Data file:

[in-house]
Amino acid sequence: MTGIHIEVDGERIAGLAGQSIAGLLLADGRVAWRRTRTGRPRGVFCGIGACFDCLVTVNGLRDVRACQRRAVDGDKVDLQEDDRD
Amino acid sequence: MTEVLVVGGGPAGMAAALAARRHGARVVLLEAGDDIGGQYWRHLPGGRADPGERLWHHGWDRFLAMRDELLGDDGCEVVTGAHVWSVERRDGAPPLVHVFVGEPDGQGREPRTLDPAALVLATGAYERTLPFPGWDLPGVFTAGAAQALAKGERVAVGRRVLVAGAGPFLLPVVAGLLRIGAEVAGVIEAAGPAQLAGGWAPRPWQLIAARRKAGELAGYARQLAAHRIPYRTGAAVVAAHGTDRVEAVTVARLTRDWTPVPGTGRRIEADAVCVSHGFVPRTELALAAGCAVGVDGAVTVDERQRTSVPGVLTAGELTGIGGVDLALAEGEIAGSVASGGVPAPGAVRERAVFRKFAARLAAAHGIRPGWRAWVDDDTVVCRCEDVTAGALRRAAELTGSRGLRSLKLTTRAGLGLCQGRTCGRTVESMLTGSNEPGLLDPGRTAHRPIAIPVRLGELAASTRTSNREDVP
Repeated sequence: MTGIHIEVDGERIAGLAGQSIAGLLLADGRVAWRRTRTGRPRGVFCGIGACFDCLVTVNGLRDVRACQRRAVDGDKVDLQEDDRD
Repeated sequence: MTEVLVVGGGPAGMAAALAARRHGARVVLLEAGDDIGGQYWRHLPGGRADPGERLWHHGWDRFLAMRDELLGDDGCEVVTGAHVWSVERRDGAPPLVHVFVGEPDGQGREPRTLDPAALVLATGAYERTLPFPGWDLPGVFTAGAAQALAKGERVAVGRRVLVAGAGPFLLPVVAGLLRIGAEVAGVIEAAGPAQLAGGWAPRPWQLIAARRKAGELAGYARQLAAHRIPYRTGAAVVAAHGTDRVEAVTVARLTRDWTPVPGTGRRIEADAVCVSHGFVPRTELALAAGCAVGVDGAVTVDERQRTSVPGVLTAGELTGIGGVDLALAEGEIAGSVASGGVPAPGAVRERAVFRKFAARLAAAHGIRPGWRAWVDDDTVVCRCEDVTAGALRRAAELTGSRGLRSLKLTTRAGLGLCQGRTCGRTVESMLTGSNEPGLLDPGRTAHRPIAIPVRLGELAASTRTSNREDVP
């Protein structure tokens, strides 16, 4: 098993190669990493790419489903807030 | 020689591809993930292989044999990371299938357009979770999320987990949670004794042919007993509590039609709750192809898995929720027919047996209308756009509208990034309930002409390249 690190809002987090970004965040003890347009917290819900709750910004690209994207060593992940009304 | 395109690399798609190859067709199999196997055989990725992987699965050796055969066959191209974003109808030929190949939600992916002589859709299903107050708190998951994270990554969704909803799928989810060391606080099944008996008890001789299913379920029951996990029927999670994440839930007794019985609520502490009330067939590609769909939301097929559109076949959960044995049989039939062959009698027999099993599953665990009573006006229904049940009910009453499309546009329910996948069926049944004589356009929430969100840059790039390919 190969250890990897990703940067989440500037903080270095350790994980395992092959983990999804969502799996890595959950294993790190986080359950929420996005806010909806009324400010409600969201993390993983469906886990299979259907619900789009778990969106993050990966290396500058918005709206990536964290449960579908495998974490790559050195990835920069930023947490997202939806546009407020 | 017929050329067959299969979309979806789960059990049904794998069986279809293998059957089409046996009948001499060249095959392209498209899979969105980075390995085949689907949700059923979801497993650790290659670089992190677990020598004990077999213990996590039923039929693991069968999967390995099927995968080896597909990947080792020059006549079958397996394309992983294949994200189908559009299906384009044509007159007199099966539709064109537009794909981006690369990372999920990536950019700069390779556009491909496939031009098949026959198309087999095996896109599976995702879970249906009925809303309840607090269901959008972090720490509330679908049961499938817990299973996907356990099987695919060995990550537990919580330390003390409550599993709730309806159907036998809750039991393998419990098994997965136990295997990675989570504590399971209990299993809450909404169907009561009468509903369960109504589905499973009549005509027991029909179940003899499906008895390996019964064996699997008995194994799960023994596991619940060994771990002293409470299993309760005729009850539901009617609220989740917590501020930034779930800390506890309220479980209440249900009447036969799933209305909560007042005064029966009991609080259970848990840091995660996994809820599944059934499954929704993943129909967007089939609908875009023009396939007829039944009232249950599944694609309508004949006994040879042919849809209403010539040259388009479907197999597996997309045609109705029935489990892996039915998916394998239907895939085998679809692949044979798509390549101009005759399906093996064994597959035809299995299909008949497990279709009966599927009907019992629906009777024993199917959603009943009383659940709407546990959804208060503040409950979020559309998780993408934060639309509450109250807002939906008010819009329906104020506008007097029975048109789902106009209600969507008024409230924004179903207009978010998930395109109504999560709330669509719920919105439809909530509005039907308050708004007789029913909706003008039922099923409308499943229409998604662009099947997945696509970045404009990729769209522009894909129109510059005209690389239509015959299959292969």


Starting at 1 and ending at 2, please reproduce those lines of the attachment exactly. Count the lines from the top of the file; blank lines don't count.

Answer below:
[in-house]
Amino acid sequence: MTGIHIEVDGERIAGLAGQSIAGLLLADGRVAWRRTRTGRPRGVFCGIGACFDCLVTVNGLRDVRACQRRAVDGDKVDLQEDDRD